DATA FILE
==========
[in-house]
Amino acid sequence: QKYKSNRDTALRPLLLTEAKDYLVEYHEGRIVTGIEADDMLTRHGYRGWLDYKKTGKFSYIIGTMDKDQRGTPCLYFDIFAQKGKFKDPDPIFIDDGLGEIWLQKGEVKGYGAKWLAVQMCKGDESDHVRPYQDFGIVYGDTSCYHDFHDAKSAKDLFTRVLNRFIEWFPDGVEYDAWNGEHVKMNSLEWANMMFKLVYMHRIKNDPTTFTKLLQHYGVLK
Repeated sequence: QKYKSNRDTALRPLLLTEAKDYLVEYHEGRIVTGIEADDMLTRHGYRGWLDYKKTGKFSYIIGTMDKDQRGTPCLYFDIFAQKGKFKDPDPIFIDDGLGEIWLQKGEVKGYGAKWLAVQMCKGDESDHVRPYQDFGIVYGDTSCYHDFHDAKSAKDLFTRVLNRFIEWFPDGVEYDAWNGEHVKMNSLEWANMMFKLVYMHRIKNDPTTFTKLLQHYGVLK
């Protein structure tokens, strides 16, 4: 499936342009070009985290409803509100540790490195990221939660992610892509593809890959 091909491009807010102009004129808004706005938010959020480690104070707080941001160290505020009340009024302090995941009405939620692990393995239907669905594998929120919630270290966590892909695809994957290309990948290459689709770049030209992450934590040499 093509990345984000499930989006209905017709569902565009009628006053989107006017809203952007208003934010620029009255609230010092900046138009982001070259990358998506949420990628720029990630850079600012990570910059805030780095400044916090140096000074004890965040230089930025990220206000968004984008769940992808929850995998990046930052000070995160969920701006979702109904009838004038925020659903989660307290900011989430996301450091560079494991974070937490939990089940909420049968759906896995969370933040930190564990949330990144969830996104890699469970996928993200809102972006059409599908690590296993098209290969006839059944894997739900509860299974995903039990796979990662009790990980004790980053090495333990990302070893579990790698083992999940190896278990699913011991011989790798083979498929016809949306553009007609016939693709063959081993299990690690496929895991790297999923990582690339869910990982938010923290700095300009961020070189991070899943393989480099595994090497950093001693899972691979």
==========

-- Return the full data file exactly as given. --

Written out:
[in-house]
Amino acid sequence: QKYKSNRDTALRPLLLTEAKDYLVEYHEGRIVTGIEADDMLTRHGYRGWLDYKKTGKFSYIIGTMDKDQRGTPCLYFDIFAQKGKFKDPDPIFIDDGLGEIWLQKGEVKGYGAKWLAVQMCKGDESDHVRPYQDFGIVYGDTSCYHDFHDAKSAKDLFTRVLNRFIEWFPDGVEYDAWNGEHVKMNSLEWANMMFKLVYMHRIKNDPTTFTKLLQHYGVLK
Repeated sequence: QKYKSNRDTALRPLLLTEAKDYLVEYHEGRIVTGIEADDMLTRHGYRGWLDYKKTGKFSYIIGTMDKDQRGTPCLYFDIFAQKGKFKDPDPIFIDDGLGEIWLQKGEVKGYGAKWLAVQMCKGDESDHVRPYQDFGIVYGDTSCYHDFHDAKSAKDLFTRVLNRFIEWFPDGVEYDAWNGEHVKMNSLEWANMMFKLVYMHRIKNDPTTFTKLLQHYGVLK
């Protein structure tokens, strides 16, 4: 499936342009070009985290409803509100540790490195990221939660992610892509593809890959 091909491009807010102009004129808004706005938010959020480690104070707080941001160290505020009340009024302090995941009405939620692990393995239907669905594998929120919630270290966590892909695809994957290309990948290459689709770049030209992450934590040499 093509990345984000499930989006209905017709569902565009009628006053989107006017809203952007208003934010620029009255609230010092900046138009982001070259990358998506949420990628720029990630850079600012990570910059805030780095400044916090140096000074004890965040230089930025990220206000968004984008769940992808929850995998990046930052000070995160969920701006979702109904009838004038925020659903989660307290900011989430996301450091560079494991974070937490939990089940909420049968759906896995969370933040930190564990949330990144969830996104890699469970996928993200809102972006059409599908690590296993098209290969006839059944894997739900509860299974995903039990796979990662009790990980004790980053090495333990990302070893579990790698083992999940190896278990699913011991011989790798083979498929016809949306553009007609016939693709063959081993299990690690496929895991790297999923990582690339869910990982938010923290700095300009961020070189991070899943393989480099595994090497950093001693899972691979």